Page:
If college grads of the last five years had it to do over, most would still go to school, but they would pick different majors and get more internships.
That bit of wisdom from the classes of 2005-2010 comes too late to help this year’s crop of grads. And even for underclassmen, picking a major solely because of job prospects is probably advice easier given than taken. Not everyone has the aptitude for computer science, or mathematical ability for engineering.
On the other hand, the advice about internships is spot on. The National Association of Colleges and Employers says employers in a recent survey reported 39.1 percent of their entry-level hires from the Class of 2010 came from their own internship programs.
Of their interns, 58 percent were hired into full-time jobs. “That’s the highest conversion rate we’ve seen since we started tracking this on an annual basis in 2001,” says Marilyn Mackes, NACE executive director.
Good news, then, for those who manage to find internships. Finding work, however, is likely to be as challenging this year as last, says a report from CareerBuilder.
The company’s annual Summer Job Forecast says 21 percent of employers plan to hire seasonal workers this summer, about the same percentage as last year. More than half of these employers (57 percent) expect that some of the positions will be or could become permanent, making competition even keener than it might otherwise be.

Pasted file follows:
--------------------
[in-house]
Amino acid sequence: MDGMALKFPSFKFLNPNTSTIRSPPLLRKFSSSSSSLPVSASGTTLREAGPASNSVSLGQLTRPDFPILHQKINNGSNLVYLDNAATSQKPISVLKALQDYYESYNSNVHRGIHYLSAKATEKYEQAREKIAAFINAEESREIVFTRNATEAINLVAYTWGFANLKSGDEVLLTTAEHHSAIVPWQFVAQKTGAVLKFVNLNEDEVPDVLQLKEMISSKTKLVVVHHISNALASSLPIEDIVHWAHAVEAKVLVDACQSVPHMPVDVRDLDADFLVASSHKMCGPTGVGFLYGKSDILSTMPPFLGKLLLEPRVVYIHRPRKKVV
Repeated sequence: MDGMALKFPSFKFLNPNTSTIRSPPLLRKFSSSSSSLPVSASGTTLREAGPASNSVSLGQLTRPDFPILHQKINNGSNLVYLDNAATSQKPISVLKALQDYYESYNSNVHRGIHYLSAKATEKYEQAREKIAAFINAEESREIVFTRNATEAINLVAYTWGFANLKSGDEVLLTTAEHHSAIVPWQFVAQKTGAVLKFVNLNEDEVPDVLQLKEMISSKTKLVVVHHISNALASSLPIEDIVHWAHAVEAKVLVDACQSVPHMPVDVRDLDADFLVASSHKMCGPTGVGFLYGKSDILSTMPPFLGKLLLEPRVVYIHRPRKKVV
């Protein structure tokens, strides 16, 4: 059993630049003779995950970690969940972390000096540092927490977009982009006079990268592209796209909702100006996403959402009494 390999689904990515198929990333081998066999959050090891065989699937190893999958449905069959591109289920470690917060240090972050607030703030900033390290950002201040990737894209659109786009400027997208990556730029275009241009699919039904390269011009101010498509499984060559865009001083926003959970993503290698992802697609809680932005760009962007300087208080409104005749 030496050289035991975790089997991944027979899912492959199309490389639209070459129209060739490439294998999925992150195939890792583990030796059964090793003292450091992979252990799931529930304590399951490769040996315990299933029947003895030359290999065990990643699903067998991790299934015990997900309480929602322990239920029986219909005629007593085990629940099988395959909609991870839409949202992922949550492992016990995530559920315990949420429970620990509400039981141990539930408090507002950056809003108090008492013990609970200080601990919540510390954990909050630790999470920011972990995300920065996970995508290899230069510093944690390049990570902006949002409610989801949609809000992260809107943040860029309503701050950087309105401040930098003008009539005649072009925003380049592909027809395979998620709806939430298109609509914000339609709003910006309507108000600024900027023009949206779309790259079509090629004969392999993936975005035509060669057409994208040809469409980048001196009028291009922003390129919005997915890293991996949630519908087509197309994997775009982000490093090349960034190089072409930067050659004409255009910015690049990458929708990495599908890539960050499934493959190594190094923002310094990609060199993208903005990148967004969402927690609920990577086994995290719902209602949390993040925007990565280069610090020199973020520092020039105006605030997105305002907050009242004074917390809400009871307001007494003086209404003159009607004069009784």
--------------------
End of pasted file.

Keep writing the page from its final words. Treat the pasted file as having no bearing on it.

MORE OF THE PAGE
CareerBuilder’s survey says 58 percent of employers will pay more than $10 a hour; 8 percent will pay better than $20; 31 percent will pay between $8 and $10.
What’s the best way to land a job? Hiring managers told CareerBuilder that being specific about accomplishments, whether in previous jobs or in school or volunteer work, is most helpful (55 percent). Referrals and interest in the company were mentioned by 37 percent and 35 percent respectively.
And don’t forget to send a cover letter and a thank-you note. Each was lauded by about a quarter of the surveyed managers.
If you want to spend six weeks interning for startup MyCube.com, a self-described “social exchange,” you’ll need to do more than what those hiring managers suggest.
Headquartered in Singapore, where 30 interns selected from 20 countries will spend the summer, MyCube is offering $3,000 Singapore ($2,418 U.S.), plus housing, plus airfare, plus a shot at a $10,000 grant. Applicants have to tweet about why they want the internship, submit an article or video, and fill out an application.
What’s the internship for? The site says the interns get “training in company formation, fundraising, product development, marketing, financial management and more.”
No doubt the intern program is part PR, part awareness building, and part goodwill for MyCube.com, an in-beta site that explains its purpose is to provide a place for individuals and group to ” store and share their information, updates, and content with others, while retaining full privacy, ownership, and control.”
Just what that means isn’t at all clear. However, its founder and president is Johan Stael von Holstein, a successful entrepreneur and tech visionary, who has been involved in a number of ventures in his native Sweden. He’s been a speaker at the World Economic Forum in Davos, Switzerland, which also named him a technology pioneer.